Yes. So measles is definitely very high up there as far as controversy in the media and the start of the controversy, the media was about potential risk causing autism, which has been disproven many, many, many times by scientific research and has not been any kind really proven link between it. So the studies have been disproven, however, that fear of measles is still out there because measles is given at right around the same time that autism could present itself. So the vaccine has been unfortunately falsely accused of causing it, but that has been disproven. And measles is given first and usually after the first birthday and then another booster before going to kindergarten. So I've had many parents will come with newborn babies who are afraid of the vaccine, and I do tell them that a vaccine is not given until one year old. However, that means that your newborn baby is potentially at risk of getting measles if our society continues not to protect themselves against the illness. And yes, it's devastating. It can get them very, very sick. They end up in a hospital with severe severe illness, needing fluids, needing medication, and we actually don't really have a cure for it. We kind of just help and support their body while they go through it.Melanie Cole
So recently, with all of this media attention, some parents, anti-vaxxers, they're called as you as a pediatrician. What do you say to a parent that says to you, I am hesitant to give my child any of these vaccines? And even with all of the important information that I hear, what do you tell them about when they question you and they say, I don't want to do this? What do you say?Linh Nguyen England, M.D.
So I always have very open communication with the parents, and I want to make sure that decision that they're making is an informed decision because it is their child and they're just concerned about their child's health and safety, which is absolutely understandable. And I see most of the time when we have open communication and I answer the question and eliminate any misinformation. I actually am able to convince many of the parents to vaccinate their children with the outbreak recently of measles. Many of the parents who have been vaccinated, their children at all have come back to me in order to vaccinate their children. So the most important thing is that open communication and the trust between the clinician and the parents. And I do tell them about the potential side effects because like any medications, vaccinations do have side effects. And after knowing how mild it usually is, many parents will decide to get the vaccine.Melanie Cole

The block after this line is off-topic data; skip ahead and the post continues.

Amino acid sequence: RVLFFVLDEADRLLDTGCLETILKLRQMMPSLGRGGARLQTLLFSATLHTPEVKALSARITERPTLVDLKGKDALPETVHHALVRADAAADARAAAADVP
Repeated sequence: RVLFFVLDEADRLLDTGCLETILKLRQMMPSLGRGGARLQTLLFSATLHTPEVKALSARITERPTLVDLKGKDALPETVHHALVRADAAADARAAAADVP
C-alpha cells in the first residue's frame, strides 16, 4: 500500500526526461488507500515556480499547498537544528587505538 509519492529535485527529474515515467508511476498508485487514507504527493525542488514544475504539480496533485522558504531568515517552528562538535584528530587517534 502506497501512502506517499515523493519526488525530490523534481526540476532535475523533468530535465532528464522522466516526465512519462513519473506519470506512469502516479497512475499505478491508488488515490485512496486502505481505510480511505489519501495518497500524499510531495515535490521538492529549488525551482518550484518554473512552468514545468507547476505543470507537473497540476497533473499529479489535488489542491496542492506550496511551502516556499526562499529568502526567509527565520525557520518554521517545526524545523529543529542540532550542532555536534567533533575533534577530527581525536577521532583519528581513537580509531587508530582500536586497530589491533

So many vaccines are given at the very beginning of life, hepatitis and rotavirus and the tap vaccine. So many of these are given in the first few months. And is it safe for the babies, the little babies to get these vaccines right away? Hepatitis in such?Linh Nguyen England, M.D.
Oh, absolutely. And it's actually the little one that we want to protect as soon as possible because they're most at risk to be severely ill if they don't get these vaccinations. We do give the first big set of vaccinations at two months and we protect them against illnesses like whooping cough, which in adults it could be just like a cold kind of cough. But in a newborn baby, they end up stopping their breathing. They end up being on ventilators, end up being in the hospital for weeks, and they can potentially die. So with those children, particularly, we want to protect them as soon as possible. And there's always this fear that we're exposing the little children to too many vaccines at once. But the reality is children are exposed to many, many other viruses all the time. You know, if you forget to or they put dirty hands into their mouth, that is millions and millions of different viruses and potentially bacteria that put in their mouth and their right. So we absolutely don't have a fear of putting too many at once.Melanie Cole
In just the last few minutes, Dr. Nguyen and it's such important information. I am very passionate about the vaccine situation and with the American Academy of Pediatrics, tell us where people can find more information about vaccine and immunization and why it's so important that they vaccinate their children.Linh Nguyen England, M.D.
The most reliable source about the current state of diseases and vaccinations and side effects is the CDC.gov website. It also has a parent-friendly version of information about illnesses and vaccinations, and my other favorite one is healthychildren.org by AAP, which is also very, very friendly, but with the most reliable information.Melanie Cole
Thank you so much for such great information. You're listening to weekly dose of wellness. For more information, you can go to MemorialCare.org. That's MemorialCare.org. This is Melanie Cole sitting in for Deborah Howell. Thanks so much for listening.
Dr. Linh England speaks about the importance and benefits of vaccinations for children.